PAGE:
|Posted on Feb 11, 2009 12:03:00 AM | Angela Storey | 3 Comments ||
Greetings from Huntsville, Ala., the race capital of the world -- if you're driving a sweet, tricked-out moonbuggy, that is.
Student racers from the University of Evansville in Evansville, Ind., speed to
victory in the college division of NASA's 15th annual Great Moonbuggy Race in
April 2008. (NASA/MSFC/Emmett Given)
NASA and more than 500 students from high schools, home schools, colleges, vocational schools and universities around the world are gearing up for the 16th annual NASA Great Moonbuggy Race, to be held here at the U.S. Space & Rocket Center April 3-4.
If you know about the Great Moonbuggy Race, you know it's a big cornerstone of our education outreach here at NASA's Marshall Space Flight Center, which organizes the event each year. It's also the culmination of a lot of work on the part of dozens of race teams, made up of bright, energetic young people from all over America and as far away as Puerto Rico, Canada, Germany, India, Mexico and Romania.
If you don't already know everything there is to know about the moonbuggy race, do yourself a favor and check it out -- it's the most fun you can have on four wheels.
As I write this, 88 teams have registered for this year's contest. Some have spent weeks or months designing their moonbuggies -- lightweight, two-person racers based on the design of the original NASA lunar rovers used in the early 1970s during the Apollo missions. Now the teams are assembling their buggies, field-testing them and preparing themselves -- because those who've been here before know the simulated lunar race course here in Huntsville is not for the faint of heart. Or the weak of soldered joint.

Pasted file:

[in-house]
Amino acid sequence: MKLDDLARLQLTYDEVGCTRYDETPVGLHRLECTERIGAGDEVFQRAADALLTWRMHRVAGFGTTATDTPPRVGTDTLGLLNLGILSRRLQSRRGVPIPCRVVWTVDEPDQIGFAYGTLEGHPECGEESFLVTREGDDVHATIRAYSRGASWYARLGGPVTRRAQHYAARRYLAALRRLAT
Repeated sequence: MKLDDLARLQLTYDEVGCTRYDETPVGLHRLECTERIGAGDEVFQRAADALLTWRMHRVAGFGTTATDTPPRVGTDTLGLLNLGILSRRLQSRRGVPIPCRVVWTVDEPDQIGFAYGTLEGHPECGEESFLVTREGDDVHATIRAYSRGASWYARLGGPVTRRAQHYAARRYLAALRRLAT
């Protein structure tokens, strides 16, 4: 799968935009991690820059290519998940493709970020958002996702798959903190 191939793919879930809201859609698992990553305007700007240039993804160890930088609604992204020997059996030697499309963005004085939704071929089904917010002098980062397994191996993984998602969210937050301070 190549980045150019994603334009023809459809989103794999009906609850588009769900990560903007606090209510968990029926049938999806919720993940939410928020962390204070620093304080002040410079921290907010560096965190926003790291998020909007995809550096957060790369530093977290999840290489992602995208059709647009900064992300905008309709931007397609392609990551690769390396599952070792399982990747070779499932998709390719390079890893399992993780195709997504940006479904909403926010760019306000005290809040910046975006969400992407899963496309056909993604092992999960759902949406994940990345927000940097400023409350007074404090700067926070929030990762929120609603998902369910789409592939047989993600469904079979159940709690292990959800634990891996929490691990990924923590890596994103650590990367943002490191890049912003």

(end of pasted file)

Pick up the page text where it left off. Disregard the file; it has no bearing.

A number of this year's racers have agreed to check in with us in the weeks leading up to the race. They'll write about the engineering hurdles they're overcoming, insider tips on conquering the grueling otherworldly track, and their various moonbuggy-related adventures between now and race day.
And on April 3-4, we'll talk live with the racers, post their race reactions -- and even provide up-to-the-minute race results via Twitter. So stay tuned, and let's race!
Tags : Great Moonbuggy Race, Marshall Space Flight Center, education, engineering, lunar rover, moonbuggies, students